Product / ServiceSKITTLES/CANDY
CategoryA10. Best Integrated Content Campaign
EntrantKETCHUM Guangzhou, CHINA
Contributing Company DDB Guangzhou, CHINA
Contributing Company 2 TRIBAL DDB GUANGZHOU, CHINA
Contributing Company 3 SENYING ADVERTISING Guangzhou, CHINA
Entrant Company KETCHUM Guangzhou, CHINA

The Campaign

In China, branded entertainment is increasingly ubiquitous as all manner of brands take advantage of the mass commercialization of media and the blurring of lines between editorial and advertorial content. Brands regularly sponsor TV programs and product placement in TV shows and films is common. In print media, the line between editorial and advertorial is often blurred at best, or invisible. Online, numerous brands are producing mini-films, serials, crowd-sourced advertising and other forms of brand-focused interactive digital content. OOH advertising and branded public events are also extremely common, although the government periodically cracks down on advertisements that promote conspicuous consumption of luxury goods, social stratification or which somehow do not align with the government’s agenda. Any sort of public event or stunt requires approval from multiple authorities, and approval can suddenly be withdrawn if the event coincides with a major political event, a national disaster or any occurrence that the government feels warrants a clampdown on public gatherings. The explosion of branded entertainment in China makes it very hard for brands like Skittles to break through and reach its target audience of teenagers, who rely less on traditional media and more on peer-to-peer communication, including online interaction and real world experience, and who are not brand loyal.


Skittles had been successfully introduced into a fast-growing China candy market. But as that market reached “maturity” Skittles was just one of many competitors vying for the increasingly hard-to-reach Chinese youth segment, who took their cues from peers rather than traditional media. Charged with invigorating the brand, the creative team studied the target demographic and realized it was stressed. Really stressed. China’s youth confessed to feeling daily pressure, from grueling study schedules to life in general. They welcomed escape. If it came with an edge of the absurd or unexpected, all the better. So the agency’s Guangzhou office turned the Skittles Rainbow Hotline loose. Available anytime, anywhere, the Hotline treated callers to random blasts of comedy, with just a touch of anarchy. Our “Summon the Rainbow” campaign leveraged the colorful nature of the product and the unexpected content of the media platform to establish Skittles as the “icon of unpredictability” for a new generation. Two Rainbow Hotline viral videos produced by famous director Hu Ge were posted on social media and microblogs before the official hotline launch event. 20 microblog key opinion leaders were invited to repost the news. 2 “Summon the Rainbow” online mini-events were organized to support the hotline promotion: • Forward the video and you and your friends receive a prize • Tell us what you want to achieve and Skittles will help lucky participants reach their goals through an “unexpected” method. An outdoor teaser event held in a popular Shanghai shopping mall featured comedic telephone booths, Gangnam Style flash mobs, and appearances by the actors from the Rainbow Hotline viral videos. The event was filmed and edited, providing additional viral content for Skittles online video platforms and, and Sina Weibo, China’s highly influential combination of Twitter and Facebook.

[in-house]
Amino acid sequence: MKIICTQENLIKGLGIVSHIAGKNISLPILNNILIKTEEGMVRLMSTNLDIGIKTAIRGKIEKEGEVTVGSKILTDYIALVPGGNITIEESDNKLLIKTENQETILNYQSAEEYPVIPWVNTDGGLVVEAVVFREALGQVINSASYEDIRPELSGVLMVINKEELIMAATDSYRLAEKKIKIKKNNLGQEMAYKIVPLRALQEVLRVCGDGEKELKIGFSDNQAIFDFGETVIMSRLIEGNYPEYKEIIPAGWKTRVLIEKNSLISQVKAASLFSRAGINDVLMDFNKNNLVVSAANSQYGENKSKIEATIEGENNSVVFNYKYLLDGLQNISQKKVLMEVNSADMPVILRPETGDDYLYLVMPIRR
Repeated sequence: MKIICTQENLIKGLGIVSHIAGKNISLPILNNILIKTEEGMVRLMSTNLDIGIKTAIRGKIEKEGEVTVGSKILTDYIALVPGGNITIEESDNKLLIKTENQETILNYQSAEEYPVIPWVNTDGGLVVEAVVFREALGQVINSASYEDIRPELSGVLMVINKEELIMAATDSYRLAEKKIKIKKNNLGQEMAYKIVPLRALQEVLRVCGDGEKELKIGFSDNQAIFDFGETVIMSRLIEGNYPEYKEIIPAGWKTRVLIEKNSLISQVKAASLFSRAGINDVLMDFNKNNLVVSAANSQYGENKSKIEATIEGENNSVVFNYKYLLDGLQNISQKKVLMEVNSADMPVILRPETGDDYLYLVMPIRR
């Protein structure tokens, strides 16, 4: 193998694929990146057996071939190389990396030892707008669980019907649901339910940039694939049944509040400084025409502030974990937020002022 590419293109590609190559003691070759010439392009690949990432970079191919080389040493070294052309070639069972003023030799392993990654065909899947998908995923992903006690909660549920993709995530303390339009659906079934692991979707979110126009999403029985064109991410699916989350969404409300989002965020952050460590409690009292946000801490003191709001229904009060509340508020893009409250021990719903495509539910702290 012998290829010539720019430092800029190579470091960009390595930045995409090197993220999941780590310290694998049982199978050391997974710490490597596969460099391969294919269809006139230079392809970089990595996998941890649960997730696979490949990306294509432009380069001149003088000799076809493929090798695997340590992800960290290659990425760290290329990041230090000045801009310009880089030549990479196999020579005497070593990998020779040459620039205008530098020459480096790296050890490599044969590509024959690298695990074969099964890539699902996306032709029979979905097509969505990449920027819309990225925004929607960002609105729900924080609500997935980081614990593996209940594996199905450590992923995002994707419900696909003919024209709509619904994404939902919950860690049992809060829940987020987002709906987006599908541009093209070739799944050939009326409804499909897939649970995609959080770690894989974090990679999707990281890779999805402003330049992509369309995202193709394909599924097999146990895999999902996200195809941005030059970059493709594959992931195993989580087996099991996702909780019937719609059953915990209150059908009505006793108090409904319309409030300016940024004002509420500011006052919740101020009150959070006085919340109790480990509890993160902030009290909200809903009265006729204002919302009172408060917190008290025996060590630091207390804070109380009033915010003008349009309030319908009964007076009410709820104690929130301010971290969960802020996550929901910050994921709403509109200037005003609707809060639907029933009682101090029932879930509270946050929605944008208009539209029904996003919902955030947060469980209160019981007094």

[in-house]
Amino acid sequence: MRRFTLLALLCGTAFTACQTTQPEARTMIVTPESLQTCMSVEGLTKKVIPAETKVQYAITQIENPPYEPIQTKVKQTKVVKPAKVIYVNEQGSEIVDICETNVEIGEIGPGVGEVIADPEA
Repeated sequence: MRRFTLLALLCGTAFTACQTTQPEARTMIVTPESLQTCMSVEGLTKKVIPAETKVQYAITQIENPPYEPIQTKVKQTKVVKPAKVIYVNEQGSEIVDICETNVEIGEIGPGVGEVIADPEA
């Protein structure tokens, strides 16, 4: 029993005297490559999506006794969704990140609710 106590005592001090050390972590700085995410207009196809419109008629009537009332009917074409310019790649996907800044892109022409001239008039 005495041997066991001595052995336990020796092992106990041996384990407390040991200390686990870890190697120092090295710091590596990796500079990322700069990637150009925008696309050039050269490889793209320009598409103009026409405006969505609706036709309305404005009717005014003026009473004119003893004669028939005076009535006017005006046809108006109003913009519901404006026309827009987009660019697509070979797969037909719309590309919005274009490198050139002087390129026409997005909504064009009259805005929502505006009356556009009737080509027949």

The goal was to make Skittles the “icon of unpredictability” for China’s teenagers. The platform was the Skittles Rainbow Hotline, a source for finding and sharing absurd and unexpected humor. The agency drove traffic through humorous viral videos produced by famous director Hu Ge, recruiting 20 key microblog opinion leaders to repost Skittles news, and online mini-events encouraging viewers to forward videos and receive prizes, and the chance to have Skittles help them achieve a personal goal through “unexpected” methods. A branded outdoor event at a Shanghai shopping mall featured comedic telephone booths, Gangnam Style flash mobs, and appearances by actors from the popular Rainbow Hotline videos.

During the performance period from October 7 until November 10, 2012, the campaign recorded 16,108 call-ins, with an average duration of 54.4 seconds. Live broadcast of the event and viral videos resulted in over 80,000 reposts and 13,500 comments on Skittles official Weibo page. 42 Weibo, 24 and 48 KOLs were invited to repost the official video launch post, and 90 articles were posted on the BBS. Traditional Shanghai media attend the events including general media, fashion and lifestyle media, general portal sites, video portal sites and television crews, generating more than 60 stories. Oct. 2012 Nielsen data showed Skittles becoming the #1 brand of chew candy in China with 16.8% national value share, unseating the longtime market leader. During the October/November promotion period, Skittles national value share increased by 17% over the same period the previous year.


Name Company Position
Katie Li Ddb Guangzhou Account Director
William Chang Tribal Ddb Guangzhou Group Creative Director
Isabel Yang Ketchum Account Executive
Crystal Zhong Ketchum Account Executive
Jamie Huang Ketchum Account Supervisor
Joe Tong Ketchum General Manager